Michigan Athletic Director Dave Brandon and Michigan football coach Rich Rodriguez held a press conference today regarding the University’s self-imposed sanctions in response to an internal investigation resulting from numerous NCAA violations.

One thing Brandon made clear, despite being hired long after the accusations were first made about the team in August of 2009, was that he believed the blame lies squarely with him.

“The reality is that we had failures across the Athletic Department,” Brandon said. “I take full responsibility for what happened because I’m the director of this program.”

For the University, taking responsibility and admitting guilt in the matter was the most important issue to resolve as the violations and consequent sanctions were made public.

“I can tell you now, several months later, after completing our internal investigation, that I am even more convinced that the things that occurred, the violations, we own them, we’re not going to deny them,” Brandon said. “We’re not going to play the game of ‘Gee, someone else is doing it, so it makes it okay for us.’ We’re not going to play the game of ‘We don’t like the rules, so we shouldn’t have to follow it.’ We’re not going there. We have been found to violate certain rules with the NCAA and we’re standing up and taking responsibility for it.”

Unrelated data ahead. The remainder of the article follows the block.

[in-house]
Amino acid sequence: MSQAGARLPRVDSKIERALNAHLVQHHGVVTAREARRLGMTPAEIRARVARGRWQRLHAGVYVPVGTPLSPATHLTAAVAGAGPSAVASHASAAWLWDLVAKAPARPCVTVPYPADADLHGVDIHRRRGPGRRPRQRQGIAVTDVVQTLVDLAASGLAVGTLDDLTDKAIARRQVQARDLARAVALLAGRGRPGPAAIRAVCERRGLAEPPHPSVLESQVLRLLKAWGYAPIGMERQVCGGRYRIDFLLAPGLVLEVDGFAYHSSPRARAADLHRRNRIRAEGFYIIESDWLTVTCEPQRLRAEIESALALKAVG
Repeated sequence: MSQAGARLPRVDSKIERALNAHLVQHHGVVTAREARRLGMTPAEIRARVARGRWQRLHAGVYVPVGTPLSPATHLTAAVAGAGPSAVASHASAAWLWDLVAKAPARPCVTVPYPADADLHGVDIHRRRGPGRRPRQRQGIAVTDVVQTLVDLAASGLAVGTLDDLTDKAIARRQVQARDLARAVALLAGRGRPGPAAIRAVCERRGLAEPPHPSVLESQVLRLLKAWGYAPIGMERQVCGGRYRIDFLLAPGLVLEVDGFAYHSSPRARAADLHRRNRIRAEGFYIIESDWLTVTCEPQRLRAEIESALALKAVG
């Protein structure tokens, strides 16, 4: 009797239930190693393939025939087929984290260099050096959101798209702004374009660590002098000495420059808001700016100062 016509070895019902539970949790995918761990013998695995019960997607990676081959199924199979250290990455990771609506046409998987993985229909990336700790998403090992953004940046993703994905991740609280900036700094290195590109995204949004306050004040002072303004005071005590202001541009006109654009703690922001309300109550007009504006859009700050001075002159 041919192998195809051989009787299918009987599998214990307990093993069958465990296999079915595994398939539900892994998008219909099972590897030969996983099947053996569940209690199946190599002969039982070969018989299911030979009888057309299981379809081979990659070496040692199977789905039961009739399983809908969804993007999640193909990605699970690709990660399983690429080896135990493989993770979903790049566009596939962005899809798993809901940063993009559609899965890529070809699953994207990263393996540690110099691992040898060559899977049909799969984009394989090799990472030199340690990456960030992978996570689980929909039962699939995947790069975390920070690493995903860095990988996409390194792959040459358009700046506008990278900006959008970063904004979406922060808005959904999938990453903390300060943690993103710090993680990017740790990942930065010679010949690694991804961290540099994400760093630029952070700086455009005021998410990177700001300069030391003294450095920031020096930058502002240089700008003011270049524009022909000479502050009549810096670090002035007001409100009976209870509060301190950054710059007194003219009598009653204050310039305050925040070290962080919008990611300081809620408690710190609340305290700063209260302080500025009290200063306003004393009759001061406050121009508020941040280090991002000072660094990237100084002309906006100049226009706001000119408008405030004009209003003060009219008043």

Despite the sanctions, Brandon, as well as Rodriguez, characterized today as “a day of relief,” saying he was glad everything was out in the open.

After the NCAA announced that it would conduct an investigation into the matter last October, the NCAA found the University guilty of five major violations and allowed the Athletic Department 90 days to respond. In more than 150 pages of documents released this morning, the University imposed its own set of sanctions in anticipation of inevitable NCAA sanctions to be named in August. The self-imposed sanctions include a reduction of about 130 hours of total practice time, a cut of two out of five quality control staffers and a suspension of the responsibilities of said staff members when it comes to practice, games and coaches meetings, as well as a two-year probation period. Quality control staffer Alex Herron, who was mentioned in the initial report and described by Brandon to have shown a “lack of integrity”, was fired as a result of the violations.

The probation, Brandon said, would put Michigan “under a microscope” in order to ensure complete compliance with NCAA regulations going forward.

“Probation is typically one of the outcomes of major violations,” Brandon said. “What probation primarily means is a significant amount of detailed reporting between our program and the NCAA.”

Despite the nature of the violations, namely breaching the NCAA-allotted amount of time for practice, Brandon assured that he believed none of the violations gave Michigan a competitive advantage.

“When you start talking about not counting stretching and warm-up as part of your allowable hours, it’s a violation,” Brandon said. “But I think it’s a significant leap of logic to conclude that somehow creates a competitive advantage.”